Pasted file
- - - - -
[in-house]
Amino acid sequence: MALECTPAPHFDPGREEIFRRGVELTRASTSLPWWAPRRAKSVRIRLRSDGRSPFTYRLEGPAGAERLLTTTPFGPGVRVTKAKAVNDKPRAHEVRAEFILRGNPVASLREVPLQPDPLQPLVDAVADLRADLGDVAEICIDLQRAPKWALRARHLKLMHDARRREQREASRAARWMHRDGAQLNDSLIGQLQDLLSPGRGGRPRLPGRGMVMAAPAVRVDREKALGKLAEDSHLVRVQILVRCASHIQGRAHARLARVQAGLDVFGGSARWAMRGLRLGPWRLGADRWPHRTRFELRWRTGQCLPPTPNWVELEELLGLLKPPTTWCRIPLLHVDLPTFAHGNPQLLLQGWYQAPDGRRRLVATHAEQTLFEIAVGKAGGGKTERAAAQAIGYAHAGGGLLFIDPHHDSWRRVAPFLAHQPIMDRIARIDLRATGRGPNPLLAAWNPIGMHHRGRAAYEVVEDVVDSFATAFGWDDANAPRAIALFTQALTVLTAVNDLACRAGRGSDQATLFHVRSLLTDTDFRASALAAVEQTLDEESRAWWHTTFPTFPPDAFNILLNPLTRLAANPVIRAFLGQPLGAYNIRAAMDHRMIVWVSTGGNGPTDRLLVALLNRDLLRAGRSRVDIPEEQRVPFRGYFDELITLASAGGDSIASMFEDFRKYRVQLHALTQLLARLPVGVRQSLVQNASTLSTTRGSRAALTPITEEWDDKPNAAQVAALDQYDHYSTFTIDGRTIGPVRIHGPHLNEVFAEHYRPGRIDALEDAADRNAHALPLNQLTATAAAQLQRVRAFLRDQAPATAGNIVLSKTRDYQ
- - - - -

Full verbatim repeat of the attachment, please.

[in-house]
Amino acid sequence: MALECTPAPHFDPGREEIFRRGVELTRASTSLPWWAPRRAKSVRIRLRSDGRSPFTYRLEGPAGAERLLTTTPFGPGVRVTKAKAVNDKPRAHEVRAEFILRGNPVASLREVPLQPDPLQPLVDAVADLRADLGDVAEICIDLQRAPKWALRARHLKLMHDARRREQREASRAARWMHRDGAQLNDSLIGQLQDLLSPGRGGRPRLPGRGMVMAAPAVRVDREKALGKLAEDSHLVRVQILVRCASHIQGRAHARLARVQAGLDVFGGSARWAMRGLRLGPWRLGADRWPHRTRFELRWRTGQCLPPTPNWVELEELLGLLKPPTTWCRIPLLHVDLPTFAHGNPQLLLQGWYQAPDGRRRLVATHAEQTLFEIAVGKAGGGKTERAAAQAIGYAHAGGGLLFIDPHHDSWRRVAPFLAHQPIMDRIARIDLRATGRGPNPLLAAWNPIGMHHRGRAAYEVVEDVVDSFATAFGWDDANAPRAIALFTQALTVLTAVNDLACRAGRGSDQATLFHVRSLLTDTDFRASALAAVEQTLDEESRAWWHTTFPTFPPDAFNILLNPLTRLAANPVIRAFLGQPLGAYNIRAAMDHRMIVWVSTGGNGPTDRLLVALLNRDLLRAGRSRVDIPEEQRVPFRGYFDELITLASAGGDSIASMFEDFRKYRVQLHALTQLLARLPVGVRQSLVQNASTLSTTRGSRAALTPITEEWDDKPNAAQVAALDQYDHYSTFTIDGRTIGPVRIHGPHLNEVFAEHYRPGRIDALEDAADRNAHALPLNQLTATAAAQLQRVRAFLRDQAPATAGNIVLSKTRDYQ